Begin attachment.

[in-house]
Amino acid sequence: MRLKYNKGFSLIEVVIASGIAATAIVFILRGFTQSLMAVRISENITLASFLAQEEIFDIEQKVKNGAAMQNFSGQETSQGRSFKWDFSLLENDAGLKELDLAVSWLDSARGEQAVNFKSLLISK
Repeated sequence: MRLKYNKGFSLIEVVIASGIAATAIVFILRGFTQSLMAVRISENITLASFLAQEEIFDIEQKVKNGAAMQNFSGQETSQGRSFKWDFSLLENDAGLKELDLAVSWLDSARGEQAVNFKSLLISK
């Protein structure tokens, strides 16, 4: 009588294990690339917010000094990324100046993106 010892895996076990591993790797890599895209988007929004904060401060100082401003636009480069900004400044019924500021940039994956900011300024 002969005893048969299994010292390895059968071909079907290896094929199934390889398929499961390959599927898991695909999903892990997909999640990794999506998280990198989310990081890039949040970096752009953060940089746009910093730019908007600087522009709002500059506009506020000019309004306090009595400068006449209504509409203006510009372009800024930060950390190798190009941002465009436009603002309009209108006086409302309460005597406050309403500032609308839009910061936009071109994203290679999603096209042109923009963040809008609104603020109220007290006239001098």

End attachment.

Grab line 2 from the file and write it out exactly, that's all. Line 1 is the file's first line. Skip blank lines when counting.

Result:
Amino acid sequence: MRLKYNKGFSLIEVVIASGIAATAIVFILRGFTQSLMAVRISENITLASFLAQEEIFDIEQKVKNGAAMQNFSGQETSQGRSFKWDFSLLENDAGLKELDLAVSWLDSARGEQAVNFKSLLISK